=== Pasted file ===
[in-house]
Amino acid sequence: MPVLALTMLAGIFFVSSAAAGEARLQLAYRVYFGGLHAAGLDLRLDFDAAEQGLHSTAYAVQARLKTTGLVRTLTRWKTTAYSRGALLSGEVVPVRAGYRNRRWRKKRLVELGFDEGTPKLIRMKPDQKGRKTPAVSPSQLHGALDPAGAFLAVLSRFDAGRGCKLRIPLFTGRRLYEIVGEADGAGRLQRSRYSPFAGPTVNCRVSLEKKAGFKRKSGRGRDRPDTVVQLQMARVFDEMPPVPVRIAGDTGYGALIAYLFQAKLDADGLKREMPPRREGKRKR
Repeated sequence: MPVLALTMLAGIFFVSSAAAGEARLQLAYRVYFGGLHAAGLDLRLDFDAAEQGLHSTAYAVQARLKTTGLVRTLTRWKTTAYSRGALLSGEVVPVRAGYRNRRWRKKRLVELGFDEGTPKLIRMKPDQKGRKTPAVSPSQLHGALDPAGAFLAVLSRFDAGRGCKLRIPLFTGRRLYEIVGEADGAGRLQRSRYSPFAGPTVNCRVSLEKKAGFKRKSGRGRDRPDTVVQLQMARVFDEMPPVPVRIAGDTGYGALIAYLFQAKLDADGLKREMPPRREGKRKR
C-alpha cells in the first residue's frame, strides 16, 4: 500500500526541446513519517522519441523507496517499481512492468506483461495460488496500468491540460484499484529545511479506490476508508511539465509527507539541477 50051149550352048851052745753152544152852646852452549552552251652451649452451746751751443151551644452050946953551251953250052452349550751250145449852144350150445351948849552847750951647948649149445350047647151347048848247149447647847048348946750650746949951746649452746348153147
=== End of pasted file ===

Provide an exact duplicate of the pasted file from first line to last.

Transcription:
[in-house]
Amino acid sequence: MPVLALTMLAGIFFVSSAAAGEARLQLAYRVYFGGLHAAGLDLRLDFDAAEQGLHSTAYAVQARLKTTGLVRTLTRWKTTAYSRGALLSGEVVPVRAGYRNRRWRKKRLVELGFDEGTPKLIRMKPDQKGRKTPAVSPSQLHGALDPAGAFLAVLSRFDAGRGCKLRIPLFTGRRLYEIVGEADGAGRLQRSRYSPFAGPTVNCRVSLEKKAGFKRKSGRGRDRPDTVVQLQMARVFDEMPPVPVRIAGDTGYGALIAYLFQAKLDADGLKREMPPRREGKRKR
Repeated sequence: MPVLALTMLAGIFFVSSAAAGEARLQLAYRVYFGGLHAAGLDLRLDFDAAEQGLHSTAYAVQARLKTTGLVRTLTRWKTTAYSRGALLSGEVVPVRAGYRNRRWRKKRLVELGFDEGTPKLIRMKPDQKGRKTPAVSPSQLHGALDPAGAFLAVLSRFDAGRGCKLRIPLFTGRRLYEIVGEADGAGRLQRSRYSPFAGPTVNCRVSLEKKAGFKRKSGRGRDRPDTVVQLQMARVFDEMPPVPVRIAGDTGYGALIAYLFQAKLDADGLKREMPPRREGKRKR
C-alpha cells in the first residue's frame, strides 16, 4: 500500500526541446513519517522519441523507496517499481512492468506483461495460488496500468491540460484499484529545511479506490476508508511539465509527507539541477 50051149550352048851052745753152544152852646852452549552552251652451649452451746751751443151551644452050946953551251953250052452349550751250145449852144350150445351948849552847750951647948649149445350047647151347048848247149447647847048348946750650746949951746649452746348153147